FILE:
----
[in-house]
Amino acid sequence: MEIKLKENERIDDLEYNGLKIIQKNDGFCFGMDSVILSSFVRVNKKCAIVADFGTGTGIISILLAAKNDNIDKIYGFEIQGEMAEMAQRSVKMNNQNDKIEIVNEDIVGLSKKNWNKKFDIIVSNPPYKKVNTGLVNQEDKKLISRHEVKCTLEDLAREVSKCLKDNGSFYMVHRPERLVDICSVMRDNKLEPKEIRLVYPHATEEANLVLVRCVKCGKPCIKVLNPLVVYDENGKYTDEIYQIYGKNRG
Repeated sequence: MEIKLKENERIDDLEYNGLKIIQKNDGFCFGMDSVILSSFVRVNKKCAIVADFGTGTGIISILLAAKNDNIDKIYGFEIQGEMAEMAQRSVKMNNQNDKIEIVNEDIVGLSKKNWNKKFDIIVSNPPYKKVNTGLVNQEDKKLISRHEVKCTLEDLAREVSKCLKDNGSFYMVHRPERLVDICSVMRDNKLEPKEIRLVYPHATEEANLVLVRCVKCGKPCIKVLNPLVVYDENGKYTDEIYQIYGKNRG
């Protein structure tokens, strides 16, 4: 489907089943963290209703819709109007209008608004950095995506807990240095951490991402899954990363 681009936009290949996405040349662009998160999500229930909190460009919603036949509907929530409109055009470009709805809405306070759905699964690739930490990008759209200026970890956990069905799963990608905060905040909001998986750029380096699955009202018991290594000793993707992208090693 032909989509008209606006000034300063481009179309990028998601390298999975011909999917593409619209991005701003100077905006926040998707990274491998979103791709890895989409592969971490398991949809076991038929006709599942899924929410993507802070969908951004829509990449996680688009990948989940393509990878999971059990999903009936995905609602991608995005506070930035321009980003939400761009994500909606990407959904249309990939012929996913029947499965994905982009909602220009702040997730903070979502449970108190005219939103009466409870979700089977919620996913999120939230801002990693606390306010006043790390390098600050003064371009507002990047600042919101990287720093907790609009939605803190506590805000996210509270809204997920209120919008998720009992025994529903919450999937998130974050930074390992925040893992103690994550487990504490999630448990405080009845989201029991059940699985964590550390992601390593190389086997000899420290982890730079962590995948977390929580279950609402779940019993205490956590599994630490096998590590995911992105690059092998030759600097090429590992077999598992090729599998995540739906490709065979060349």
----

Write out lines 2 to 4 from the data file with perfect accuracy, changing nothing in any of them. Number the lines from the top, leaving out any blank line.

Amino acid sequence: MEIKLKENERIDDLEYNGLKIIQKNDGFCFGMDSVILSSFVRVNKKCAIVADFGTGTGIISILLAAKNDNIDKIYGFEIQGEMAEMAQRSVKMNNQNDKIEIVNEDIVGLSKKNWNKKFDIIVSNPPYKKVNTGLVNQEDKKLISRHEVKCTLEDLAREVSKCLKDNGSFYMVHRPERLVDICSVMRDNKLEPKEIRLVYPHATEEANLVLVRCVKCGKPCIKVLNPLVVYDENGKYTDEIYQIYGKNRG
Repeated sequence: MEIKLKENERIDDLEYNGLKIIQKNDGFCFGMDSVILSSFVRVNKKCAIVADFGTGTGIISILLAAKNDNIDKIYGFEIQGEMAEMAQRSVKMNNQNDKIEIVNEDIVGLSKKNWNKKFDIIVSNPPYKKVNTGLVNQEDKKLISRHEVKCTLEDLAREVSKCLKDNGSFYMVHRPERLVDICSVMRDNKLEPKEIRLVYPHATEEANLVLVRCVKCGKPCIKVLNPLVVYDENGKYTDEIYQIYGKNRG
């Protein structure tokens, strides 16, 4: 489907089943963290209703819709109007209008608004950095995506807990240095951490991402899954990363 681009936009290949996405040349662009998160999500229930909190460009919603036949509907929530409109055009470009709805809405306070759905699964690739930490990008759209200026970890956990069905799963990608905060905040909001998986750029380096699955009202018991290594000793993707992208090693 032909989509008209606006000034300063481009179309990028998601390298999975011909999917593409619209991005701003100077905006926040998707990274491998979103791709890895989409592969971490398991949809076991038929006709599942899924929410993507802070969908951004829509990449996680688009990948989940393509990878999971059990999903009936995905609602991608995005506070930035321009980003939400761009994500909606990407959904249309990939012929996913029947499965994905982009909602220009702040997730903070979502449970108190005219939103009466409870979700089977919620996913999120939230801002990693606390306010006043790390390098600050003064371009507002990047600042919101990287720093907790609009939605803190506590805000996210509270809204997920209120919008998720009992025994529903919450999937998130974050930074390992925040893992103690994550487990504490999630448990405080009845989201029991059940699985964590550390992601390593190389086997000899420290982890730079962590995948977390929580279950609402779940019993205490956590599994630490096998590590995911992105690059092998030759600097090429590992077999598992090729599998995540739906490709065979060349």